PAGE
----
Monthly Archives: April 2011

A Week to Relive and Remember

Dear PresenTense Community,

This week to come — and the night before us — is one of the most ancient virtual reality technologies to survive. This ancient tech, the Seder Pesah, is a highly calibrated vehicle with a simple yet complex aim at heart: enabling every individual of the Mixed Multitudes that is the People of Am Israel to relive a common narrative as if it were her own, and, through it, to reaffirm her sense of place and purpose. Too often those who would program for our generation seek the easy and the aesthetic. The seder, which almost all of our peers and peers’ peers will attend tonight, is neither. It is complex, it bears levels of meaning, and to do it right – for one to leave it feeling a sense of accomplishment – one must go deep and slog through hours of active participation. The seder is an amplifier: the more you give to it, the more you get out of it.

Over the past years we’ve been trying to incorporate that ancient programming wisdom into our programs in the present, most notably with the fellowships were able to run now around the world. But our understanding of the seder’s secret has just begun, and we have many more days to walk through the wilderness to get to the Promised Land: a world where the collective potential of our People is realized through the engaged action of all of our members. If we link arms and march, we’ll make it through the wilderness, and if we open our ways and teach our methods, we will find our Joshuas to lead us to the next stage of our quest. May you have a glorious virtual reality experience this Pesah eve.

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A Week to Relive and Remember

Dear PresenTense Community,

This week to come — and the night before us — is one of the most ancient virtual reality technologies to survive. This ancient tech, the Seder Pesah, is a highly calibrated vehicle with a simple yet complex aim at heart: enabling every individual of the Mixed Multitudes that is the People of Am Israel to relive a common narrative as if it were her own, and, through it, to reaffirm her sense of place and purpose. Too often those who would program for our generation seek the easy and the aesthetic. The seder, which almost all of our peers and peers’ peers will attend tonight, is neither. It is complex, it bears levels of meaning, and to do it right – for one to leave it feeling a sense of accomplishment – one must go deep and slog through hours of active participation. The seder is an amplifier: the more you give to it, the more you get out of it.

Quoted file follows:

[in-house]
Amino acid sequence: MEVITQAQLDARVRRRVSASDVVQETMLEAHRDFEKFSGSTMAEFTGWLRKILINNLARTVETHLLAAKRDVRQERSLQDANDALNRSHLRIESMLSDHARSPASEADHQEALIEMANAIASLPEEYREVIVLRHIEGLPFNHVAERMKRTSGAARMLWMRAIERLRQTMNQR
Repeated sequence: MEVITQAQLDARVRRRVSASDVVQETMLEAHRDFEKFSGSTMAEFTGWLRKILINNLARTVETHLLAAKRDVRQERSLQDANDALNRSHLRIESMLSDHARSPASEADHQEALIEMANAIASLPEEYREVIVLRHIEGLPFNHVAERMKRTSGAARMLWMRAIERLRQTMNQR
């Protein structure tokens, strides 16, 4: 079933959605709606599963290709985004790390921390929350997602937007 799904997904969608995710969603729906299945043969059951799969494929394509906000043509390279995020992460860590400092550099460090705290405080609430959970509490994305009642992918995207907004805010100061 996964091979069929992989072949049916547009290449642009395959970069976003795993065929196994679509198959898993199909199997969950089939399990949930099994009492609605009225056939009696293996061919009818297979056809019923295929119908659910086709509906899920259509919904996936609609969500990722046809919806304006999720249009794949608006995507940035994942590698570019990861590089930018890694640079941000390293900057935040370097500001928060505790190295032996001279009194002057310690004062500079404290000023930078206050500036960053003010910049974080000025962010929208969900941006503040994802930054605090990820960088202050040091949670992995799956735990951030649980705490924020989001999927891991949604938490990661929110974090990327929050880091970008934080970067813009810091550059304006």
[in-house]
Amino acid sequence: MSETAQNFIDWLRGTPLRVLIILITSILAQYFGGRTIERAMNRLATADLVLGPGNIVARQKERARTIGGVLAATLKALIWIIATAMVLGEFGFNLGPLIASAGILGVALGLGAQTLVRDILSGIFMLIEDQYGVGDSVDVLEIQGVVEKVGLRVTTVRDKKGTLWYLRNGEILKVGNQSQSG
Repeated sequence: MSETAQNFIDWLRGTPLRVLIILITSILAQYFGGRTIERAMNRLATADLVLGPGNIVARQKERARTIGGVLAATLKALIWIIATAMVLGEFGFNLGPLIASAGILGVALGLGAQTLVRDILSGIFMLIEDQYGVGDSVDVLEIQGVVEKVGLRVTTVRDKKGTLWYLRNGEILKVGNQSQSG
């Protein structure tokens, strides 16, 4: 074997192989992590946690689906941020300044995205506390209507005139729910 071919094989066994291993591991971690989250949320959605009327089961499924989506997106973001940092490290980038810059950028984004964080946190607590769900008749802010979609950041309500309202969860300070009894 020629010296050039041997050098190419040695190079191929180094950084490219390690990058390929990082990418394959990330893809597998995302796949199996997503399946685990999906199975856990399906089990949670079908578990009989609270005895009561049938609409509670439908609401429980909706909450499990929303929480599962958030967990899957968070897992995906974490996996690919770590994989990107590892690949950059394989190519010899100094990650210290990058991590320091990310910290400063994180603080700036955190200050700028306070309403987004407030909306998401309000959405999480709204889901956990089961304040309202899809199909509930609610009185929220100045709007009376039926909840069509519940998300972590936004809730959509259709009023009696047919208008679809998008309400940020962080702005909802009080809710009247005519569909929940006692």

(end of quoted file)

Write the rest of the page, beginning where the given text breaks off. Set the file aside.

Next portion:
Over the past years we’ve been trying to incorporate that ancient programming wisdom into our programs in the present, most notably with the fellowships were able to run now around the world. But our understanding of the seder’s secret has just begun, and we have many more days to walk through the wilderness to get to the Promised Land: a world where the collective potential of our People is realized through the engaged action of all of our members. If we link arms and march, we’ll make it through the wilderness, and if we open our ways and teach our methods, we will find our Joshuas to lead us to the next stage of our quest. May you have a glorious virtual reality experience this Pesah eve.